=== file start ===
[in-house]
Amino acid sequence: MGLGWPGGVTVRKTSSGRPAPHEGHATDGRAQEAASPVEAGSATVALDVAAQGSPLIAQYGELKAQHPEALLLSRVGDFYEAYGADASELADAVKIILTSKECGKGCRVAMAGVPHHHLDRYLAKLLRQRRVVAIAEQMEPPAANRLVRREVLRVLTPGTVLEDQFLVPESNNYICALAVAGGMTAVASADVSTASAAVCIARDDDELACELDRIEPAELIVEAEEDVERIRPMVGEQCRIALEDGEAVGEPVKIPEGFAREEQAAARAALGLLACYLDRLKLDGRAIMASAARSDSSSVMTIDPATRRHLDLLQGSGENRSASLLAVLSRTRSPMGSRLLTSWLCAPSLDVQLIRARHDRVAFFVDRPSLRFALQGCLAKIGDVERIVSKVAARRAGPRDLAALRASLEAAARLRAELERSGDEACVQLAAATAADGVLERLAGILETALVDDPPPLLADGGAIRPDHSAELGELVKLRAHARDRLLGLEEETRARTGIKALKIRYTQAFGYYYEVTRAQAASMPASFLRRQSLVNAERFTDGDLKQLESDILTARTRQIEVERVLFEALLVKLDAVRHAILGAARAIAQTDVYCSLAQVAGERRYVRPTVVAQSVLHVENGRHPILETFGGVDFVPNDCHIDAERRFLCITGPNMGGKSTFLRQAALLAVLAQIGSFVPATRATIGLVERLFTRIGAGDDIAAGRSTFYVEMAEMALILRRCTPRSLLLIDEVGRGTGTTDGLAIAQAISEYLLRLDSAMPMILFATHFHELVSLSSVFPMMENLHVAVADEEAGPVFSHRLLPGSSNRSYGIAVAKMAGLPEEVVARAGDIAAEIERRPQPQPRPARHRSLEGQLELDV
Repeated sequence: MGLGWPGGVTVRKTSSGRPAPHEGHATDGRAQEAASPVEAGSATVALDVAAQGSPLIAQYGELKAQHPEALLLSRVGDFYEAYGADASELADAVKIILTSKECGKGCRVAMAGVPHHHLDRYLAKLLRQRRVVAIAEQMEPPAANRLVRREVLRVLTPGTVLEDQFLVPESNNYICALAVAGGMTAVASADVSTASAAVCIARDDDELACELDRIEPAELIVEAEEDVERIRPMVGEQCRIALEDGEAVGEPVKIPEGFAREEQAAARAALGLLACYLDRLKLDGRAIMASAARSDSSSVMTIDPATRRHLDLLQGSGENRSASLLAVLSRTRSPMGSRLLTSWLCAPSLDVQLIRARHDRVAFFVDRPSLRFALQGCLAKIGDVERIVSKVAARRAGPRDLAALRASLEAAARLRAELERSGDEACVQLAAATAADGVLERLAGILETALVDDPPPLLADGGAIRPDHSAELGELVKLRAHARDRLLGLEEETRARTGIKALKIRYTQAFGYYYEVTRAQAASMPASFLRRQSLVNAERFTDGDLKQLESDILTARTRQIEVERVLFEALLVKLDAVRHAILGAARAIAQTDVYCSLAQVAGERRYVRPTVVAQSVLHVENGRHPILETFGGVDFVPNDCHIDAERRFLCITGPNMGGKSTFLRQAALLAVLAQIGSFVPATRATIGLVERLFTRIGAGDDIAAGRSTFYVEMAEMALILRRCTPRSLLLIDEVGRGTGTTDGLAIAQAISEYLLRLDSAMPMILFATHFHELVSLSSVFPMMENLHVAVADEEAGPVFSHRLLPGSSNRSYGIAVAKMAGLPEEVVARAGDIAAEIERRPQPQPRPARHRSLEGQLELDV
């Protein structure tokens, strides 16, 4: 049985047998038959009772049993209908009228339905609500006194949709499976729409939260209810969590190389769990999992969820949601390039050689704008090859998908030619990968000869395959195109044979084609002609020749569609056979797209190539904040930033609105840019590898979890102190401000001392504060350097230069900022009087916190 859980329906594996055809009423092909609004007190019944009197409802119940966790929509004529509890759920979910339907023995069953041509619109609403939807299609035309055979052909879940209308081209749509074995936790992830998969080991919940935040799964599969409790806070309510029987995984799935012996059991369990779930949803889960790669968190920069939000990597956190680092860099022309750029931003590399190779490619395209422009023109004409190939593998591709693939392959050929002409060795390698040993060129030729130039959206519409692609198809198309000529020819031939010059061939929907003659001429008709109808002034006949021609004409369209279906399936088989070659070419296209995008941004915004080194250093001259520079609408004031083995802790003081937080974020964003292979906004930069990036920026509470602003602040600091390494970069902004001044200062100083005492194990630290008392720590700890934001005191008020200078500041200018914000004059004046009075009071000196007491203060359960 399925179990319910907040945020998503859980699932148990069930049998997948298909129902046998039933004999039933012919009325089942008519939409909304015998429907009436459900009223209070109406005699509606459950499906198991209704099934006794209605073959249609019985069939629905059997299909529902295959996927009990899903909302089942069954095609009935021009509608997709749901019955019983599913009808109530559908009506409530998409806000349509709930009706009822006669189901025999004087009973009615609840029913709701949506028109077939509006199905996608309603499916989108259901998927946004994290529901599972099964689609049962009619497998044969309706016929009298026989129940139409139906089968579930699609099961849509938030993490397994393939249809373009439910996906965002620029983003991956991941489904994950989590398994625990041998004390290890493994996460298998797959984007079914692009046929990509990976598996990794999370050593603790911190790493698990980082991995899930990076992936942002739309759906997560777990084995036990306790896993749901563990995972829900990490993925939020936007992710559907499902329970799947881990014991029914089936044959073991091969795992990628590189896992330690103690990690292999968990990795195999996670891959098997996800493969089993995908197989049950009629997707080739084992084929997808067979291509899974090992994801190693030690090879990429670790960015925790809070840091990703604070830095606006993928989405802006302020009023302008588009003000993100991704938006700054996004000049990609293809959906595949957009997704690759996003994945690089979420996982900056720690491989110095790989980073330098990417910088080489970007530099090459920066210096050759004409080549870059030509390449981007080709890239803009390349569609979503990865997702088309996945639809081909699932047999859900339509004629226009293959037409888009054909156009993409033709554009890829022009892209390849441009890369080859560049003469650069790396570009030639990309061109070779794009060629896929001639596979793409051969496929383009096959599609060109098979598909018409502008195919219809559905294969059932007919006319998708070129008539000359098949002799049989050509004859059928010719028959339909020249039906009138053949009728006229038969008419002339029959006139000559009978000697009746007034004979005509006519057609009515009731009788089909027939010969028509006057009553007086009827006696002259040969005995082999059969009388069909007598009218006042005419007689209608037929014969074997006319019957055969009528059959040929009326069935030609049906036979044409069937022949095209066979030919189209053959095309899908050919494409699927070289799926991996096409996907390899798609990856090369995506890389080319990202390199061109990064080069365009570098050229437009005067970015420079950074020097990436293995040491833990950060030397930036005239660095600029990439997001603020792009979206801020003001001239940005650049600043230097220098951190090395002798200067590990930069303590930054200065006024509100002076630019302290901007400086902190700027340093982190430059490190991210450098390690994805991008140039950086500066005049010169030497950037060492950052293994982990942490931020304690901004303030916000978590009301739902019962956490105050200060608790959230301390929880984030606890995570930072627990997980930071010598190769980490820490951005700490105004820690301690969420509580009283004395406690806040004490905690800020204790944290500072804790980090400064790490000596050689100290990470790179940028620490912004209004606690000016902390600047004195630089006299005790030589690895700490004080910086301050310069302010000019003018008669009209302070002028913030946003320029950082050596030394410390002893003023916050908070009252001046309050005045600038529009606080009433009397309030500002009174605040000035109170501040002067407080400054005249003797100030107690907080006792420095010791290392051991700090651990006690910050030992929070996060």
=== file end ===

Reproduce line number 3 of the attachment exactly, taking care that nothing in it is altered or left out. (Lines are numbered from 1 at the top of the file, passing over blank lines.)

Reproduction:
Repeated sequence: MGLGWPGGVTVRKTSSGRPAPHEGHATDGRAQEAASPVEAGSATVALDVAAQGSPLIAQYGELKAQHPEALLLSRVGDFYEAYGADASELADAVKIILTSKECGKGCRVAMAGVPHHHLDRYLAKLLRQRRVVAIAEQMEPPAANRLVRREVLRVLTPGTVLEDQFLVPESNNYICALAVAGGMTAVASADVSTASAAVCIARDDDELACELDRIEPAELIVEAEEDVERIRPMVGEQCRIALEDGEAVGEPVKIPEGFAREEQAAARAALGLLACYLDRLKLDGRAIMASAARSDSSSVMTIDPATRRHLDLLQGSGENRSASLLAVLSRTRSPMGSRLLTSWLCAPSLDVQLIRARHDRVAFFVDRPSLRFALQGCLAKIGDVERIVSKVAARRAGPRDLAALRASLEAAARLRAELERSGDEACVQLAAATAADGVLERLAGILETALVDDPPPLLADGGAIRPDHSAELGELVKLRAHARDRLLGLEEETRARTGIKALKIRYTQAFGYYYEVTRAQAASMPASFLRRQSLVNAERFTDGDLKQLESDILTARTRQIEVERVLFEALLVKLDAVRHAILGAARAIAQTDVYCSLAQVAGERRYVRPTVVAQSVLHVENGRHPILETFGGVDFVPNDCHIDAERRFLCITGPNMGGKSTFLRQAALLAVLAQIGSFVPATRATIGLVERLFTRIGAGDDIAAGRSTFYVEMAEMALILRRCTPRSLLLIDEVGRGTGTTDGLAIAQAISEYLLRLDSAMPMILFATHFHELVSLSSVFPMMENLHVAVADEEAGPVFSHRLLPGSSNRSYGIAVAKMAGLPEEVVARAGDIAAEIERRPQPQPRPARHRSLEGQLELDV